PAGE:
If a child cannot go out alone and play with their friends, they cannot unload their physical energy. Paediatricians’ great concern about child overweight and obesity is strongly correlated with this sudden change in children’s habits.

If a child cannot go out alone, they cannot experience the thrill of risk, they cannot satisfy their curiosity and their needs to transgress.

This will give rise to a stronger desire and need that will only be met in adolescence, but at a greater risk. Bullying experiences, vandalism, alcohol and drug abuse, motorcycle and car accidents, youth suicides should probably be regarded as logical consequences of educational errors in the childhood stage rather than adolescent dramas.

However, the disappearance of children from the public spaces of the city also has a high cost for the city itself: a city without children is worse, uglier, unhealthier, less safe. The children who move around on their own force us to take care of them, to rebuild a friendly environment and, therefore, to create much safer conditions than those defended by the police and telecameras.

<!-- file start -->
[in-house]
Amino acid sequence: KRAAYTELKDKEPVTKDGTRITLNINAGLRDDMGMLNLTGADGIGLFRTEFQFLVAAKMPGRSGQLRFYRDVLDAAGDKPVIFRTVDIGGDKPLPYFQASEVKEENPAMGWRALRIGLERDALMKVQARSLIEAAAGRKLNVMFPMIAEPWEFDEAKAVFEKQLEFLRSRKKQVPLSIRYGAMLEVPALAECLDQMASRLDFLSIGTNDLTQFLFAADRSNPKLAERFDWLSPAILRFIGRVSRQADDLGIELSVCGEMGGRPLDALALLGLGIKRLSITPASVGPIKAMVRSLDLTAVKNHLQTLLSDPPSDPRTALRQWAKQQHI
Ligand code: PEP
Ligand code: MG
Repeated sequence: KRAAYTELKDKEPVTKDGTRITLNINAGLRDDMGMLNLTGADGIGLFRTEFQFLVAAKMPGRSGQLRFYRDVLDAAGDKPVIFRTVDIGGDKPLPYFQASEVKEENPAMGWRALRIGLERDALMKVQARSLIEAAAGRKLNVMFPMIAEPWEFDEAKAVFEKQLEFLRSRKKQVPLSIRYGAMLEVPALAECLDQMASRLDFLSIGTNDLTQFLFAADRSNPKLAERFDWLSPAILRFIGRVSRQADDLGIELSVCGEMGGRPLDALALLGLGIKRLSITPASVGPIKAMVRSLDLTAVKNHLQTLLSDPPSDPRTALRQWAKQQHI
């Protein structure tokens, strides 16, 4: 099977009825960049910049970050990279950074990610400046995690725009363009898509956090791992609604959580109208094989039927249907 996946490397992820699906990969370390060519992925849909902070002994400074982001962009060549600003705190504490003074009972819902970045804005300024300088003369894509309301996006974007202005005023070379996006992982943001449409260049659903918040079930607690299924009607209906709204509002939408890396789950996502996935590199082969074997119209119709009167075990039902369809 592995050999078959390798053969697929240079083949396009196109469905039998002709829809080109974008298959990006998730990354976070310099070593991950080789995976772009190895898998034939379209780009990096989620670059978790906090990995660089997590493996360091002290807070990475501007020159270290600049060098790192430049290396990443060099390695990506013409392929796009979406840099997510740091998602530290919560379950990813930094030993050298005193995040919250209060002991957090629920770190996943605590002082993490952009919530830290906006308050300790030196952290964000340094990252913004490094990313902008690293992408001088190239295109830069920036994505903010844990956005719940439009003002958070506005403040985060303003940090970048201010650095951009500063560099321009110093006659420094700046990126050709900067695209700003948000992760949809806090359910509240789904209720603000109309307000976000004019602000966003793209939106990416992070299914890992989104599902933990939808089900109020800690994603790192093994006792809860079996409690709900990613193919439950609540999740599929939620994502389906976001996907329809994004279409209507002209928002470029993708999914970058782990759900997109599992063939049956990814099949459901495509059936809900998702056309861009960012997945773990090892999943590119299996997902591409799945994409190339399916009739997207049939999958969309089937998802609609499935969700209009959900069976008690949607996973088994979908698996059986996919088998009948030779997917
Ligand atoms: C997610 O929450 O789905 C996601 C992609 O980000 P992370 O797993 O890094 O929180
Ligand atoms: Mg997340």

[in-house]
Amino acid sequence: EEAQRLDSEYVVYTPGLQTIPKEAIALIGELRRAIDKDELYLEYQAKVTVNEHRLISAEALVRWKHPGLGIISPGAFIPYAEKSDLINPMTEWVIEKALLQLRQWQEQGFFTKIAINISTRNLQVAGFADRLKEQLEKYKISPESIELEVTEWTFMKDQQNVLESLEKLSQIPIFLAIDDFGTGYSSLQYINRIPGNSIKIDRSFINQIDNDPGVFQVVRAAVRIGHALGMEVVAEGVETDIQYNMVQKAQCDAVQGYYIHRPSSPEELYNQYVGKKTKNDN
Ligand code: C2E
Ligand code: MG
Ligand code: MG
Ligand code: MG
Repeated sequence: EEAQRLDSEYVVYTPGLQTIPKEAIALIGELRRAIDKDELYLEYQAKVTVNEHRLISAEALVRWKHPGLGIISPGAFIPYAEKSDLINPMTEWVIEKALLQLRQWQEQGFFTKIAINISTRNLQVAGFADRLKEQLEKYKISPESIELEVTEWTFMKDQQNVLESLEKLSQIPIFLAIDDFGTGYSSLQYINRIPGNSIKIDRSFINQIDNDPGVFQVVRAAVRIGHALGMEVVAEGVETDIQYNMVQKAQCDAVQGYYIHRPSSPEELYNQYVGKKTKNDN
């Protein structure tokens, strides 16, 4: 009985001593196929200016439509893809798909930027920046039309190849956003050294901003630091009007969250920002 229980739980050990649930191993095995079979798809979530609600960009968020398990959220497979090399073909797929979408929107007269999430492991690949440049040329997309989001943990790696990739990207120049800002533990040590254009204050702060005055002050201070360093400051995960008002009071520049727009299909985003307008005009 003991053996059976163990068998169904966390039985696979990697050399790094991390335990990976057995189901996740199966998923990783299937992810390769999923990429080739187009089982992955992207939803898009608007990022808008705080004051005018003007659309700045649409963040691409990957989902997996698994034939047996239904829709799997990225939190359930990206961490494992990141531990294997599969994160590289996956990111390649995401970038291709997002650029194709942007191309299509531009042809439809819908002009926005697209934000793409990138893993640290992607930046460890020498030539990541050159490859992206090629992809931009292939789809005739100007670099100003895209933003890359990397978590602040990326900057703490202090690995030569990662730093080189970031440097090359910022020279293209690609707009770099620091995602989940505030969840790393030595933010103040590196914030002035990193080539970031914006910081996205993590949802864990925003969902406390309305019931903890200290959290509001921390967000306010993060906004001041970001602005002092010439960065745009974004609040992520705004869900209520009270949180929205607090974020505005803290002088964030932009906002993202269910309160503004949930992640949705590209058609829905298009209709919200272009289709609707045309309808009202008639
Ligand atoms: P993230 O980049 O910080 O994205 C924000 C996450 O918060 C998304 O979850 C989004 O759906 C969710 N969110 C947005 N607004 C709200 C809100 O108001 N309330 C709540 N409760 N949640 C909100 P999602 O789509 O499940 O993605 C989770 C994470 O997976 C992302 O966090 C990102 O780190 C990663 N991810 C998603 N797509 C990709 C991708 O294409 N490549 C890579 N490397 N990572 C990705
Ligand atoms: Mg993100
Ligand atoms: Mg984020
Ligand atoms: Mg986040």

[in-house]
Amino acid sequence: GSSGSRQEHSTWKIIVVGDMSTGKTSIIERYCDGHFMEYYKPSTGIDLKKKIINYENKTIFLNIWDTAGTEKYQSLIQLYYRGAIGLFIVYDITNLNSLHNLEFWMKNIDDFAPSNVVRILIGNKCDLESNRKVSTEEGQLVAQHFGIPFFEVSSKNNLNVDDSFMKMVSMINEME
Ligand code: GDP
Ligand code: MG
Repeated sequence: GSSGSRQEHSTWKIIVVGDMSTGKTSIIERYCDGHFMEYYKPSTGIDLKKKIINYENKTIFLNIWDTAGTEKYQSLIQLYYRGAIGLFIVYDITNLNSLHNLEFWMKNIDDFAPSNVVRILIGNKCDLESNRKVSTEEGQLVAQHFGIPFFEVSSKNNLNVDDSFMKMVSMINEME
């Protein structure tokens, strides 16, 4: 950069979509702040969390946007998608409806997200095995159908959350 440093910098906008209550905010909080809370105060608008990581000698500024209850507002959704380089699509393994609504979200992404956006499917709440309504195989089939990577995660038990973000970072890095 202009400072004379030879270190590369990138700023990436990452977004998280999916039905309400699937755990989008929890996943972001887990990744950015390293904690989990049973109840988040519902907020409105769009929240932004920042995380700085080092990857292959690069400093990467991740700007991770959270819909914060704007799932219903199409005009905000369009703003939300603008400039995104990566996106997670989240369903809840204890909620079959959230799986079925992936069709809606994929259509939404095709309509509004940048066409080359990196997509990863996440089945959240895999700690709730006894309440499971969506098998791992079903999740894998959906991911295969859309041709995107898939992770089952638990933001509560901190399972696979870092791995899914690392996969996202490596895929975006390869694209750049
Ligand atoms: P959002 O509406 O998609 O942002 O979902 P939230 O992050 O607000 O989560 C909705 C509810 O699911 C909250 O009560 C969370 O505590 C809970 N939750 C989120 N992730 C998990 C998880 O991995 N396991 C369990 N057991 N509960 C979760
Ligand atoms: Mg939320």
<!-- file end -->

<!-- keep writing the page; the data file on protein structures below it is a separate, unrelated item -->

BM: As for adults, how has this change in city model influenced us? Is it a gain or loss? or what have we gained or what have we lost?

FT: Victoria, a 10-year-old girl from the Children’s Council in Rosario, in Argentina said: « Grown-ups are to blame for everything. We should put limits to grown-ups». And she can’t be more right. When cities were rebuilt after the Second World War, it was decided (adults decided) to rebuild them tailored to male adult workers.